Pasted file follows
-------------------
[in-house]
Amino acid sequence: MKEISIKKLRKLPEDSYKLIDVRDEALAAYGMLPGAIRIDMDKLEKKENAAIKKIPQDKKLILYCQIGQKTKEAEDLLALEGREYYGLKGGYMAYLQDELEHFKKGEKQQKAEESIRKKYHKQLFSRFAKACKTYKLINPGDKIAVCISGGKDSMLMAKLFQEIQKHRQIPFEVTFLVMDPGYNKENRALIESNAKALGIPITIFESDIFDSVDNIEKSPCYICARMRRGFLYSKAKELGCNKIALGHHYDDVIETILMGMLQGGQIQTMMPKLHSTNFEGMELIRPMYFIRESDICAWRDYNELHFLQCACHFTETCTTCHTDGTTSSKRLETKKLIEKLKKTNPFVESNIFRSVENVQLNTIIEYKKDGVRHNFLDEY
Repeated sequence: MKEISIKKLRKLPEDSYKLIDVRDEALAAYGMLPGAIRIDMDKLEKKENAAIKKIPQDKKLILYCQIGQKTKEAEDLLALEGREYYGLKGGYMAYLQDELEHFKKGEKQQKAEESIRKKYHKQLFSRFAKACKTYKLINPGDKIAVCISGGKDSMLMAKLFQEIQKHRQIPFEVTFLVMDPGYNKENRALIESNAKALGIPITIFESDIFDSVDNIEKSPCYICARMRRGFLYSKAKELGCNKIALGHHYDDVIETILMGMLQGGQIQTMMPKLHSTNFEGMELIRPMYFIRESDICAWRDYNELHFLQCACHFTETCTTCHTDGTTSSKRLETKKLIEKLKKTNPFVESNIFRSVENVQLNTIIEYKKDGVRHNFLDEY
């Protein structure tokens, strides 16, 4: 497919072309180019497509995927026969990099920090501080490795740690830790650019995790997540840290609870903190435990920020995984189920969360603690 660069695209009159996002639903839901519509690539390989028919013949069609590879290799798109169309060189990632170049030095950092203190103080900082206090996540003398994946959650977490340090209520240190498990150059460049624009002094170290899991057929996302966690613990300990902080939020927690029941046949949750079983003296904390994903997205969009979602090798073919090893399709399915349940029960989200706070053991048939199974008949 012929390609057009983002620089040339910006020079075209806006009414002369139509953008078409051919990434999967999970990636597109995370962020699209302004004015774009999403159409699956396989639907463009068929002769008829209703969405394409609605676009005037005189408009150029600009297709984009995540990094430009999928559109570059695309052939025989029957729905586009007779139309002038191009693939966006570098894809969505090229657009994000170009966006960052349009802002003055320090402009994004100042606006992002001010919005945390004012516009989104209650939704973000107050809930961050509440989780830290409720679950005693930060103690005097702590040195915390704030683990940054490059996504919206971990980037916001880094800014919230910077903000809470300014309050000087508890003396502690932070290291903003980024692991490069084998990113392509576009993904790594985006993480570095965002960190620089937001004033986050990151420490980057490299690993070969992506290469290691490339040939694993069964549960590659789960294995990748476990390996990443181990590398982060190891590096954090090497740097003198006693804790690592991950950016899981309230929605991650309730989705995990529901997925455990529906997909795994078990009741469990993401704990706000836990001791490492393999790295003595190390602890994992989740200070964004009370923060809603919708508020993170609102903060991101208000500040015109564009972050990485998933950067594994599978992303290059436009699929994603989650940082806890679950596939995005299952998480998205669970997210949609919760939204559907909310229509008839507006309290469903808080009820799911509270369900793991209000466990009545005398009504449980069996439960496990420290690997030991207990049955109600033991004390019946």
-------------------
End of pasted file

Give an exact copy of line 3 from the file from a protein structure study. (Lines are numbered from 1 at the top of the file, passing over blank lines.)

Repeated sequence: MKEISIKKLRKLPEDSYKLIDVRDEALAAYGMLPGAIRIDMDKLEKKENAAIKKIPQDKKLILYCQIGQKTKEAEDLLALEGREYYGLKGGYMAYLQDELEHFKKGEKQQKAEESIRKKYHKQLFSRFAKACKTYKLINPGDKIAVCISGGKDSMLMAKLFQEIQKHRQIPFEVTFLVMDPGYNKENRALIESNAKALGIPITIFESDIFDSVDNIEKSPCYICARMRRGFLYSKAKELGCNKIALGHHYDDVIETILMGMLQGGQIQTMMPKLHSTNFEGMELIRPMYFIRESDICAWRDYNELHFLQCACHFTETCTTCHTDGTTSSKRLETKKLIEKLKKTNPFVESNIFRSVENVQLNTIIEYKKDGVRHNFLDEY